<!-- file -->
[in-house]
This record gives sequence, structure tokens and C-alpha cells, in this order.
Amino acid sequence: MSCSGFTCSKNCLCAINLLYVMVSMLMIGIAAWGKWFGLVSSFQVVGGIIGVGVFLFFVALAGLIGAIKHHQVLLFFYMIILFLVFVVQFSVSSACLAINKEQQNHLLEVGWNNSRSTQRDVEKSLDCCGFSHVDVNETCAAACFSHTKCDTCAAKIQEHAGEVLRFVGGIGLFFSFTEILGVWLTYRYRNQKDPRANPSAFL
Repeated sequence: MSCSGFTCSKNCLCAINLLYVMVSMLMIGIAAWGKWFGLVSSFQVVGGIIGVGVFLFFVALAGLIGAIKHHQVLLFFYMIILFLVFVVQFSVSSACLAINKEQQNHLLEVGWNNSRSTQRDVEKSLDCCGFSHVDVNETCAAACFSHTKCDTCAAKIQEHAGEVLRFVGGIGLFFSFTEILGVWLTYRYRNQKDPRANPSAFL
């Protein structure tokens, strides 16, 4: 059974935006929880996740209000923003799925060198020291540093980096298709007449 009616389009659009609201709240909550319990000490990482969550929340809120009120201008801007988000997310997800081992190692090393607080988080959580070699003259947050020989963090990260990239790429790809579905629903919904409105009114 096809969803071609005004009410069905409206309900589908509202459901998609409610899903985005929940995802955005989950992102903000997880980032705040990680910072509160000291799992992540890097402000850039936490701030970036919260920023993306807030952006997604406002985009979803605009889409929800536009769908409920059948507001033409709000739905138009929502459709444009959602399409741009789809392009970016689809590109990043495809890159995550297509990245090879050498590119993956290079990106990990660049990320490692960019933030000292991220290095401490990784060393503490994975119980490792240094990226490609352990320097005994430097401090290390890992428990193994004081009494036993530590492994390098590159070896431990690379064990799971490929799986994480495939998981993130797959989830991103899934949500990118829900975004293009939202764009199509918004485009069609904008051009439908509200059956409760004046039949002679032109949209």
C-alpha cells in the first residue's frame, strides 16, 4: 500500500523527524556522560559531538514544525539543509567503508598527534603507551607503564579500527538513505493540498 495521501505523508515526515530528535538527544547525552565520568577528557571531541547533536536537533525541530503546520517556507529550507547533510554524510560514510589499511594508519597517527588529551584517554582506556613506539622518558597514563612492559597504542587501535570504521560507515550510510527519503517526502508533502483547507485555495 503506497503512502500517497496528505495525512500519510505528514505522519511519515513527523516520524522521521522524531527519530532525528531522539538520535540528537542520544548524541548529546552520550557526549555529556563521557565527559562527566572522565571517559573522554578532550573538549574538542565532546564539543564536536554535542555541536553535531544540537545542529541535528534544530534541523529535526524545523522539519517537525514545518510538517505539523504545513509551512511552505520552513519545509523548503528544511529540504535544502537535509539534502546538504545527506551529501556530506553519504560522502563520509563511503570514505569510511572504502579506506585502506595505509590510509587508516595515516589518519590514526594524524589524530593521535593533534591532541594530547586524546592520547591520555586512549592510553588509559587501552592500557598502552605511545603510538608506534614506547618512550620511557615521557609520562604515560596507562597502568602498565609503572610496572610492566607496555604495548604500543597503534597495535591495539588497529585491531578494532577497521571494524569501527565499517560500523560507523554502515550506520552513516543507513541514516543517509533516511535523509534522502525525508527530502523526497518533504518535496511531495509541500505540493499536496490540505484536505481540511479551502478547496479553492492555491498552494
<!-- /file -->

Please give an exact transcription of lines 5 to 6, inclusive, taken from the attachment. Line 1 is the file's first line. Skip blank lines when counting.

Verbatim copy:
């Protein structure tokens, strides 16, 4: 059974935006929880996740209000923003799925060198020291540093980096298709007449 009616389009659009609201709240909550319990000490990482969550929340809120009120201008801007988000997310997800081992190692090393607080988080959580070699003259947050020989963090990260990239790429790809579905629903919904409105009114 096809969803071609005004009410069905409206309900589908509202459901998609409610899903985005929940995802955005989950992102903000997880980032705040990680910072509160000291799992992540890097402000850039936490701030970036919260920023993306807030952006997604406002985009979803605009889409929800536009769908409920059948507001033409709000739905138009929502459709444009959602399409741009789809392009970016689809590109990043495809890159995550297509990245090879050498590119993956290079990106990990660049990320490692960019933030000292991220290095401490990784060393503490994975119980490792240094990226490609352990320097005994430097401090290390890992428990193994004081009494036993530590492994390098590159070896431990690379064990799971490929799986994480495939998981993130797959989830991103899934949500990118829900975004293009939202764009199509918004485009069609904008051009439908509200059956409760004046039949002679032109949209």
C-alpha cells in the first residue's frame, strides 16, 4: 500500500523527524556522560559531538514544525539543509567503508598527534603507551607503564579500527538513505493540498 495521501505523508515526515530528535538527544547525552565520568577528557571531541547533536536537533525541530503546520517556507529550507547533510554524510560514510589499511594508519597517527588529551584517554582506556613506539622518558597514563612492559597504542587501535570504521560507515550510510527519503517526502508533502483547507485555495 503506497503512502500517497496528505495525512500519510505528514505522519511519515513527523516520524522521521522524531527519530532525528531522539538520535540528537542520544548524541548529546552520550557526549555529556563521557565527559562527566572522565571517559573522554578532550573538549574538542565532546564539543564536536554535542555541536553535531544540537545542529541535528534544530534541523529535526524545523522539519517537525514545518510538517505539523504545513509551512511552505520552513519545509523548503528544511529540504535544502537535509539534502546538504545527506551529501556530506553519504560522502563520509563511503570514505569510511572504502579506506585502506595505509590510509587508516595515516589518519590514526594524524589524530593521535593533534591532541594530547586524546592520547591520555586512549592510553588509559587501552592500557598502552605511545603510538608506534614506547618512550620511557615521557609520562604515560596507562597502568602498565609503572610496572610492566607496555604495548604500543597503534597495535591495539588497529585491531578494532577497521571494524569501527565499517560500523560507523554502515550506520552513516543507513541514516543517509533516511535523509534522502525525508527530502523526497518533504518535496511531495509541500505540493499536496490540505484536505481540511479551502478547496479553492492555491498552494